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andrewm

Choral accompanying

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Last week I had the pleasure of accompanying a school choir for a thanksgiving service in one of Scotland’s cathedrals with a very fine organ. While I have more years experience than I care to remember as a parish organist playing hymns and voluntaries plus accompanying/conducting  my own church choirs this kind of accompanying, following a conductor on CCTV was new to me. I feel I did pretty well but got me thinking that I want to develop my skills here and wondered what advice forum members would give. What experience do people have following a conductor on CCTV? And how might I gain further experience given I’m probably a bit long in the tooth to go back and follow a typical organ scholar route?

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You could write to the schools within striking distance and offer your services, and if you live near a cathedral or 'place where they sing', see if you might be allowed some observation at the console to see what the resident organists get up to. You might also enjoy having a look at some cathedral websites at the section they sometimes have called 'visiting choirs.' Here you can read some advice from the resident organists - usually the assistant, I think - about the cathedral organ can best be used to accompany a choir. Quite informative this! Try, for example, Gloucester or York.

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There are people reading these pages who do this sort of thing for a living. I had expected more people to chip in, but since they haven’t I’ll hazard a few tips from personal experience. Apologies in advance if any of this sounds like teaching Granny to suck eggs.

Over the years I have done a fair amount of accompanying in large places, both here and abroad. Sometimes there have been electronic communications between choir and organ – audio only, or visual only, or both. In my youth most of the places in which I accompanied had neither. (That dates me!) I occasionally had a line of sight to the conductor – if I emulated an owl’s head – but there was one particular console where, if I was the only person in the loft, the only means of communication with the choir was by telepathy! At least this hones your responses!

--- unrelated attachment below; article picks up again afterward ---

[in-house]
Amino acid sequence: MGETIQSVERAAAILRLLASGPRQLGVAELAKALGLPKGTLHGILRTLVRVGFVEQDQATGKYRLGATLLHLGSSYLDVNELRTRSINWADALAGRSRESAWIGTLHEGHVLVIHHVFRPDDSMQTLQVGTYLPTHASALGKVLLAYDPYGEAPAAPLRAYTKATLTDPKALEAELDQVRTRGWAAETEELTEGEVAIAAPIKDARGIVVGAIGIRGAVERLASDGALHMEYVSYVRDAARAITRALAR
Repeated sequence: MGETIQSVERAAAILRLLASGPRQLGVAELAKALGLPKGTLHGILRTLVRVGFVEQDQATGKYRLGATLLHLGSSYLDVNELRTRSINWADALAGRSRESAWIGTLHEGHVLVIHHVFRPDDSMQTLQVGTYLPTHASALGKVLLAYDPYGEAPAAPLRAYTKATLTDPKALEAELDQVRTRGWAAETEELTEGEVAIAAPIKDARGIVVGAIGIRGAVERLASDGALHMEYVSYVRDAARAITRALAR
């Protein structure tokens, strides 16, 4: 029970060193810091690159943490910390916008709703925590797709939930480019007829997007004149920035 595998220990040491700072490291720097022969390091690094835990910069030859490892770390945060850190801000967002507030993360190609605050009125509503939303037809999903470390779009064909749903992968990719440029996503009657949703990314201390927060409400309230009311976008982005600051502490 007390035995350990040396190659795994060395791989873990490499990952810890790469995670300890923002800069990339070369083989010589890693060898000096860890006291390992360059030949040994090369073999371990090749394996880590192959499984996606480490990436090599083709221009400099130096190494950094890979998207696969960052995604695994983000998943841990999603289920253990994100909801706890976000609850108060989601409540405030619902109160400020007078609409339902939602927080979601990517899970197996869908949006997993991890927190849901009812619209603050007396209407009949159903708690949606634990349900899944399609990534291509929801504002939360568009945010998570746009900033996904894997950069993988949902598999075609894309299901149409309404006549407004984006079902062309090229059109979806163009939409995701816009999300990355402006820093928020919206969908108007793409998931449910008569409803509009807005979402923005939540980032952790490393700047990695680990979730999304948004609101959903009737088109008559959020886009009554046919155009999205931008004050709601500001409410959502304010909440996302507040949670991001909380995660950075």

It goes without saying that the first requisite of coping with CCTVs (or, rather, conductors generally) is to know the music inside out. The more your eyes are glued to the score the less time you will have to watch the conductor or, if flying solo, to concentrate on what you are hearing. In my opinion this is absolutely vital. Any technical distractions will decrease your attentiveness to what you are hearing, not to mention console management. This means getting the music for the service(s) you are accompanying well in advance in time to learn things thoroughly. This may sometimes be easier said than done.

Getting the balance right between choir and organ is always a problem. Visiting organists who are not used to accompanying on large organs in large buildings very commonly play far too loudly. Always ask the conductor whether your general sound level is too loud or too soft for the choir. My general rule of thumb is that the balance will usually be about right if my forte climaxes when the choir is singing use no more than the Great Open Diap no.2, perhaps with the Principal (but without flutes), plus Full Swell. For final chords you might risk a bit more: my teacher reckoned that it didn’t much matter if you drowned the choir a bit on the last chord - and of course you can take full advantage of any organ climaxes after the choir has stopped singing (as in Ireland's "Greater love"). For mezzo-forte/piano: Great 8’ flute + Swell. Piano: Choir + Swell, or just Swell. These are just rough examples. If I am up on a screen with the organ around me or nearby and don’t have any loudspeakers to amplify the choir at the console, I reckon that if I can barely hear the choir above the din the balance is probably about right. But obviously buildings and organs vary. There are some organs where you can’t really use the Great at all for accompanying and you have to use the Choir as the “Great” instead – I remember Ely Cathedral being one. Elsewhere, even Full Swell with the box closed might be too much.